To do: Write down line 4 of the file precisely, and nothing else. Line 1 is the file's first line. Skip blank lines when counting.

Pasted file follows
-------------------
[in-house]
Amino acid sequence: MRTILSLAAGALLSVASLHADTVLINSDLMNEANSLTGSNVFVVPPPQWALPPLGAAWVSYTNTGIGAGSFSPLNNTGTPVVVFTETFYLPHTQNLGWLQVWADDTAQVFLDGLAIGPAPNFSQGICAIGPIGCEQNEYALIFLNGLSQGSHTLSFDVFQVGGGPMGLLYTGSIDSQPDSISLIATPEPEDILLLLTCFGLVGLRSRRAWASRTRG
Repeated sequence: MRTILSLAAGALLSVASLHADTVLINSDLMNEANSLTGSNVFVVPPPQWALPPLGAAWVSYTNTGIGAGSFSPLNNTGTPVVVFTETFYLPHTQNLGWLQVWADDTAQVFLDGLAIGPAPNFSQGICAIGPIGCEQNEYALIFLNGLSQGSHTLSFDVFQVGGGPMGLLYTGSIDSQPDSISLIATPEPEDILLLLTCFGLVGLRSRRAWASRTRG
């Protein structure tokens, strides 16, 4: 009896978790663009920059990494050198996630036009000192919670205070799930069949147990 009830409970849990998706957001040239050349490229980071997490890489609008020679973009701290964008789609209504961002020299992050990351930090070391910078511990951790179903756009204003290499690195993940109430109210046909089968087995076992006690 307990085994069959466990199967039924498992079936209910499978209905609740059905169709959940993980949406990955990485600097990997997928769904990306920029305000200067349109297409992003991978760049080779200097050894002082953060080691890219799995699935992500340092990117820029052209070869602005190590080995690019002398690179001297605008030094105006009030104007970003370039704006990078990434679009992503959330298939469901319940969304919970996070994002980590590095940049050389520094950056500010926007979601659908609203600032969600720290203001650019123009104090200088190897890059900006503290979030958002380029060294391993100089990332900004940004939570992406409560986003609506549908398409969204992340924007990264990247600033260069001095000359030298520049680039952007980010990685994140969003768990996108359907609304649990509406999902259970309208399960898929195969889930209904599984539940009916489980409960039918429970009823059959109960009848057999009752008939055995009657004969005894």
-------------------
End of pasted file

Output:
């Protein structure tokens, strides 16, 4: 009896978790663009920059990494050198996630036009000192919670205070799930069949147990 009830409970849990998706957001040239050349490229980071997490890489609008020679973009701290964008789609209504961002020299992050990351930090070391910078511990951790179903756009204003290499690195993940109430109210046909089968087995076992006690 307990085994069959466990199967039924498992079936209910499978209905609740059905169709959940993980949406990955990485600097990997997928769904990306920029305000200067349109297409992003991978760049080779200097050894002082953060080691890219799995699935992500340092990117820029052209070869602005190590080995690019002398690179001297605008030094105006009030104007970003370039704006990078990434679009992503959330298939469901319940969304919970996070994002980590590095940049050389520094950056500010926007979601659908609203600032969600720290203001650019123009104090200088190897890059900006503290979030958002380029060294391993100089990332900004940004939570992406409560986003609506549908398409969204992340924007990264990247600033260069001095000359030298520049680039952007980010990685994140969003768990996108359907609304649990509406999902259970309208399960898929195969889930209904599984539940009916489980409960039918429970009823059959109960009848057999009752008939055995009657004969005894």